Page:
Re:Method? (1)

CRiMSON (3495) | more than 7 years ago | (#18444885)

Ever better I found was the get very aggressive. Complain about how much money you've paid for the system and now your can't get back into your fucking live account and this is bullshit, yadda yadda yadda...

Keep doing it and eventually you'll get a customer service reps who just wants you to go away and will give you whatever you want.

Didn't you read the post? (3, Informative)

SuperKendall (25149) | more than 7 years ago | (#18436073)

I find that highly unlikely. Let's say the only thing you need to reset password is the name. How would you possibly ever get this information no matter how many times you called? Do you call them and say hi I'm the owner of this ID but I'm not sure what name I wrote down?

Read the very post you responded to. The caller is askign exactly that, with the excuse that a brother or kid created the account with false info... in that context it sounds reasonable to ask what name they put on the account. I can easily see this tactic working.

Re:Method? (4, Interesting)

Frogbert (589961) | more than 7 years ago | (#18436171)

If you truly believe any of that I suggest you have a read through this [zug.com]

Re:Method? (2, Informative)

j00r0m4nc3r (959816) | more than 7 years ago | (#18435359)

If this is real, what an incredibly stupid thing to do just to spite someone. It's completely traceable, and probably constitutes wire fraud [wikipedia.org] which can maybe get you 20 years in federal pound-me-in-the-ass prison.

Re:Method? (3, Insightful)

Fonce (635723) | more than 7 years ago | (#18436877)

My question is this: why aren't they already in jail? This is a very simple matter...if someone can be tracked down for sharing music, surely they can be tracked down for mass credit card fraud, among many other charges.
 
It's simple: find out who they are from the ISPs (all of them involved, ever), arrest them all, and charge them with everything you can. Surely they'll get off with a comparably light sentence, but hopefully they'll get sentenced strongly enough that this won't happen again.
 
Why is it the laws regarding computers and the internet only hurt the good guys?

Re:Method? (1)

Spudtrooper (1073512) | more than 7 years ago | (#18437583)

After wandering around the links, I came across the following website; http://www.oinfam0uso.moonfruit.com/ [moonfruit.com]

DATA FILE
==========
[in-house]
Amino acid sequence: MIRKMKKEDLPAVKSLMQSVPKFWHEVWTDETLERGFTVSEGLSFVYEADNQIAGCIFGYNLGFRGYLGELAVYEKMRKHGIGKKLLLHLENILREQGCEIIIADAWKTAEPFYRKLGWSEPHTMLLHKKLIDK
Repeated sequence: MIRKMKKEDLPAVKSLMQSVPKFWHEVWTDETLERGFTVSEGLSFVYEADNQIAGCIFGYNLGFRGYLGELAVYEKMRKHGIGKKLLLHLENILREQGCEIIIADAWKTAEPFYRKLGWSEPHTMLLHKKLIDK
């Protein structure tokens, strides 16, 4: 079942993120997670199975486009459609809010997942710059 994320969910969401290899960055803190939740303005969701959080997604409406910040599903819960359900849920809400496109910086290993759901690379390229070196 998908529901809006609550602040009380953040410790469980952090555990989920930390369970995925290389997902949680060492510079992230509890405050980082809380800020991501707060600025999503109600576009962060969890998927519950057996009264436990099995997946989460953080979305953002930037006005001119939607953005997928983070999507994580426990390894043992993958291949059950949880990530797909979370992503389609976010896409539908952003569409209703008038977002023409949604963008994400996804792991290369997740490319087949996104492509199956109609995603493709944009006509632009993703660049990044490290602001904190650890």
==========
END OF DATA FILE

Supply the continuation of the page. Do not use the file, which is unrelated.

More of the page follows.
FTFS:

THIS SITE HAS BEEN TAKEN OVER
T3am Hazard, OWNS Infamous
all they do is steal accounts + fuck with peoples shit

T3am Hazard Will now Be Helping Bungie + Microsoft Help find ALL THOSE WHO STEAL ACCOUNTS ALL NAMES WILL BE ADDED WITH IPS SOON. -Jokerz

Uh, Slashdotted?

Please Sony ... Nintendo ... (1, Funny)

powerlord (28156) | more than 7 years ago | (#18434653)

... don't include this "feature" when you update your on-line to be more like XBox Live! :)

Same old story? (2, Interesting)

Xest (935314) | more than 7 years ago | (#18434683)

Accounts for all sorts from MMOs to bank accounts to ebay get hacked online, I'd argue however that MS has an even tougher job than usual here as console users are probably often even less security-literate than PC users.

I doubt this is much different from the trojans that target WoW accounts or the organised crime financed hackers that go for people's bank, paypal and ebay accounts.

Re:Same old story? (2)

fistfullast33l (819270) | more than 7 years ago | (#18434799)

I'd argue however that MS has an even tougher job than usual here as console users are probably often even less security-literate than PC users.

So your grandma is more computer literate than a gamer? Hmmm...I don't think so. Not to mention that while a PC is more of an open system (even MS Windows is more open than the console), the console is definitely a little harder to break into as it doesn't allow the user to have administrative rights as easily, especially for downloadable content from a store like Arcade, PSN, or whatever the Wii one is (can't remember).

Check the PCs (2, Informative)

ewhac (5844) | more than 7 years ago | (#18434723)

XBox Live can be accessed both from within the XBox (obviously), and also over the Web. You use the same password for both. It therefore seems most probable that they either obtained some malware that harvested their passwords, or that they got phished. Wipe and reinstall the PCs -- preferably with Linux -- and negotiate with Microsoft to have the passwords changed and reputation restored. After the machine is cleaned, change all passwords on all other sites as well.

It is highly improbable that Microsoft's servers were compromised. Administering their own network is one of the few things they do relatively well.

Schwab

Re:Check the PCs (1, Redundant)

stratjakt (596332) | more than 7 years ago | (#18434883)

No, just social engineering. Calling support, saying "I'm so and so and I forgot my password. I don't have the credit card my mom paid.. blah blah"

Re:Check the PCs (1)

Sibko (1036168) | more than 7 years ago | (#18435541)

You don't use the same password for both. To log onto xboxlive you have to enter a 4 digit code based off the buttons on your controller. Your live ID password is entered using a keyboard when you log into microsoft stuff online - hotmail, bungie.net, xbox.com, etc.

Re:Check the PCs (0)

Anonymous Coward | more than 7 years ago | (#18436161)

When you initially setup your live account you link it to the live password by entering it through the on-screen keyboard. Having a 4 digit code is optional and if you don't have one, you will just automatically be logged in.

Live website (1)

Salamande (461392) | more than 7 years ago | (#18435197)

As of this moment, live.xbox.com is having all sorts of problems. Wonder if it's related...

I just hope I'll be able to download Symphony of the Night when I get home.